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M33 & M45 19/12/14

Guest StevenWhatley

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Guest StevenWhatley

So I managed to get out into the garden finally to try the Canon 1100d Modded camera I brought.


As most of us that were out last night knows it was a tad tricky at times with the wind and guiding but I managed to get in


3 x 300sec ISO800 before it clouded over, I spent the earlier part of the night on M45 before I remembered that M33 was the original target I went out for :facepalm:


15878617959_440dfc5510_b.jpgM33-Triangulum Galaxy by stevenwhatley231284, on Flickr


M45 - I managed to get more subs then I stacked but clouds and wind ruined about 6x 300s   



3x 300 sec - iso800

2x 200 sec - iso800

2x 120 sec - iso800



2x 1-4000s



4x 300s -iso800


16062752791_dd70d64a90_b.jpgM42 - Peleiades by stevenwhatley231284, on Flickr

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Guest Phillyo

Hi Steven,


Lovely images there, liking the second process on M45. Have you used flat frames in your calibration? Seems to be a lot of vignetting there? Also, just a suggestion, as you're using a DSLR and I'm guessing it's not a modified/cooled one try taking about 500 bias frames and using a master bias instead of a dark for your calibration. Using a dark with a DSLR is often worse for introducing noise due to the temperature variations which you can't control.


Just a thought :)



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Guest StevenWhatley

Hi Phil,


Yes its a Modded 1100d from cheap astronomy with the Baader BCF filter.


Nope no flats in this..


I took a couple of Bias but only a couple still abit unsure of how many of each to do !!


Is there a general rule of thumb with how many lights flats darks ect ect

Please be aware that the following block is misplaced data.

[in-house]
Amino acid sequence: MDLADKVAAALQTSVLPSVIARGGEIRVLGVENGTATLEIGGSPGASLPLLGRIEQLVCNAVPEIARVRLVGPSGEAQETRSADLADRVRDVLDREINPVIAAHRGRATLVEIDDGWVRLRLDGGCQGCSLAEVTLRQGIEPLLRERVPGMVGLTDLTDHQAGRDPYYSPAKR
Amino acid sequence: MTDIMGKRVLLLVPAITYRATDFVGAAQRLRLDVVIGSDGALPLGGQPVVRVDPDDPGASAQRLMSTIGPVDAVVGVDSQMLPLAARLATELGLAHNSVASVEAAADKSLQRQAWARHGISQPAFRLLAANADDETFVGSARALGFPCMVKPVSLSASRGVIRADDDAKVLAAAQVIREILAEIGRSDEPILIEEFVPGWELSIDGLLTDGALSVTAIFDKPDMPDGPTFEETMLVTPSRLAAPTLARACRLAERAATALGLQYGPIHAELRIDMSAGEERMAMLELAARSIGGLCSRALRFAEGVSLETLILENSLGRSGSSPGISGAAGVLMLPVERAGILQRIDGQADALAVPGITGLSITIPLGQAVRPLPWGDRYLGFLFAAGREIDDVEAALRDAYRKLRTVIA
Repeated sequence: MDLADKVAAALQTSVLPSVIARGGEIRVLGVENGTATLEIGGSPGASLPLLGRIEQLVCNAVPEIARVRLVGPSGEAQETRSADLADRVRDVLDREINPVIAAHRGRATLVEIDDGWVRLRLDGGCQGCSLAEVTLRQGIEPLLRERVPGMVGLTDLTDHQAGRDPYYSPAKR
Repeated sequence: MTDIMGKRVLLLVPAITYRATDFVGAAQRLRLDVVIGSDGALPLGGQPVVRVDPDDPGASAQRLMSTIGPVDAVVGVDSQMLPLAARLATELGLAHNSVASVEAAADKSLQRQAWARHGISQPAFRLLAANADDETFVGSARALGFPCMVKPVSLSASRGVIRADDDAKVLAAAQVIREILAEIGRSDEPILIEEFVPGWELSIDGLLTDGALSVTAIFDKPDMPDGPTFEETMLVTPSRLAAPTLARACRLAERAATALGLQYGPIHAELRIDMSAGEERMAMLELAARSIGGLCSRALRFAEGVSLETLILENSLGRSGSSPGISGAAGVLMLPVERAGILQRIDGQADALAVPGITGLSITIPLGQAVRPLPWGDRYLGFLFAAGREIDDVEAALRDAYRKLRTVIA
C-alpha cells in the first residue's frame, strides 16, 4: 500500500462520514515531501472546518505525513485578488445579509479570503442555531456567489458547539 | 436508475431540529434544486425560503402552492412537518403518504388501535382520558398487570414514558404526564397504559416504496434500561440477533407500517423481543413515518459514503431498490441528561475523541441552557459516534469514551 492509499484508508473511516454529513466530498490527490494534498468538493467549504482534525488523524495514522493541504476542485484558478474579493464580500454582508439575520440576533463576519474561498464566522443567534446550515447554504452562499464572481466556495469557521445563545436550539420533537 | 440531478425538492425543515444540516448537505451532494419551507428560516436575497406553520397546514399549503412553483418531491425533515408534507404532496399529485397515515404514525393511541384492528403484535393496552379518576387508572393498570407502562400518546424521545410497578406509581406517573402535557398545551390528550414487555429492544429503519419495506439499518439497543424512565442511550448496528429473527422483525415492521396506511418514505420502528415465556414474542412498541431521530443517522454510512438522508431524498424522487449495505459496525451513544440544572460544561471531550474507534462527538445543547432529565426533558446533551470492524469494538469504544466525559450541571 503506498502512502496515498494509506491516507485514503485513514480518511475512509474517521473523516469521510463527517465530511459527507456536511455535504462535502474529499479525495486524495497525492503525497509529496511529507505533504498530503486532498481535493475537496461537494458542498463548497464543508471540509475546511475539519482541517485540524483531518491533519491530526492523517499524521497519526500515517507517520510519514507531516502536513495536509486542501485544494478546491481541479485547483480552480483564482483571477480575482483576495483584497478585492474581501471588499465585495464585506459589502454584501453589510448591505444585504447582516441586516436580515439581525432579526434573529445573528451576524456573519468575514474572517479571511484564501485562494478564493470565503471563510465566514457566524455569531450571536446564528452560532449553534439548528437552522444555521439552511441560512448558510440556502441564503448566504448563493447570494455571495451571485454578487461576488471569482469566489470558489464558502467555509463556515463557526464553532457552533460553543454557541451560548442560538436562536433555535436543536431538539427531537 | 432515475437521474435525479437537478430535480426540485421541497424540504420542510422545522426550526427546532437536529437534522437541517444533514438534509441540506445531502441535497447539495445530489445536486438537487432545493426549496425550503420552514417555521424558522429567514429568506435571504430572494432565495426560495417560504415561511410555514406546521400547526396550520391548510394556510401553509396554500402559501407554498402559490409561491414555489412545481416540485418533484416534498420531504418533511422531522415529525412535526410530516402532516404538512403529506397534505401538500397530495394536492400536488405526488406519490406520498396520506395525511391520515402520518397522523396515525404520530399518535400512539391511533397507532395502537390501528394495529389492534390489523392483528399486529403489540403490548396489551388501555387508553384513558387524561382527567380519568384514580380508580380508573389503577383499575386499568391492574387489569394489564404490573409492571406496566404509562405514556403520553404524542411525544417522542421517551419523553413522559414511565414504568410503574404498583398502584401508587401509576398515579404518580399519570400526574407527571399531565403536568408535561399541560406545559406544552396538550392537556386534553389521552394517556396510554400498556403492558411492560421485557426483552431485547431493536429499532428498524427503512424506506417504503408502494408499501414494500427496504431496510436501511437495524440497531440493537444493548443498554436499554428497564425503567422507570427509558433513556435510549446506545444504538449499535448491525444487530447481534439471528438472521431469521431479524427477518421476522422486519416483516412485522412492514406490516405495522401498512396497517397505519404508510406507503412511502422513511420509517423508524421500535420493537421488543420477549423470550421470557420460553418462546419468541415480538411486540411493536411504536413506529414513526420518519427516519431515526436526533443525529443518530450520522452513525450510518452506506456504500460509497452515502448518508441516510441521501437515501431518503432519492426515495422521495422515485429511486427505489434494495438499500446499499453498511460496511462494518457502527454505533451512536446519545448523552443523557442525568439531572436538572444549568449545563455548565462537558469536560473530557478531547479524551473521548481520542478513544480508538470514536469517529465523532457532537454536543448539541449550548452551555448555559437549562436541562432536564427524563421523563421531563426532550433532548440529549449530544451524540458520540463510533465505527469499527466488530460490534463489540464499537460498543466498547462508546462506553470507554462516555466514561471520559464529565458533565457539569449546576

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Guest Phillyo

Flats need (should) be taken after each imaging session because if you move your camera on the scope then you need new flats to remove duts and dirt etc. If you don't move the camera then it's not such an issue. Take around 20 or so flats to make a master flat.


Darks, again I wouldn't bother taking darks with a DSLR because you can't control the temperature so you'll probably add more noise than remove it.


Bias frames, take as many as you can. With a DSLR that doesn't take long, you can fire off 500 or so at 1/4000th of a second in just a couple of minutes. Again, make a master bias from that.


The rule of thumb is that the more the better really. Within reason. Diminishing returns notwithstanding more is better. If you do want to take darks, that's up to you. Try to take around 50 darks at the same exposure and temp, if possible, that you took your images. This is another reason it's hard to take darks for a DSLR. With a cooled CCD you can set your temperature and take 50 or more at say 1min, then 50 at 5min, 10min, 20min and and 30min and you can do this over a few days when the weather is rubbish in a nice dark room/shed? You can then save them as master dark set ready for when you can image again knowing that you have a set at -10, or -20 etc ready for imaging :)





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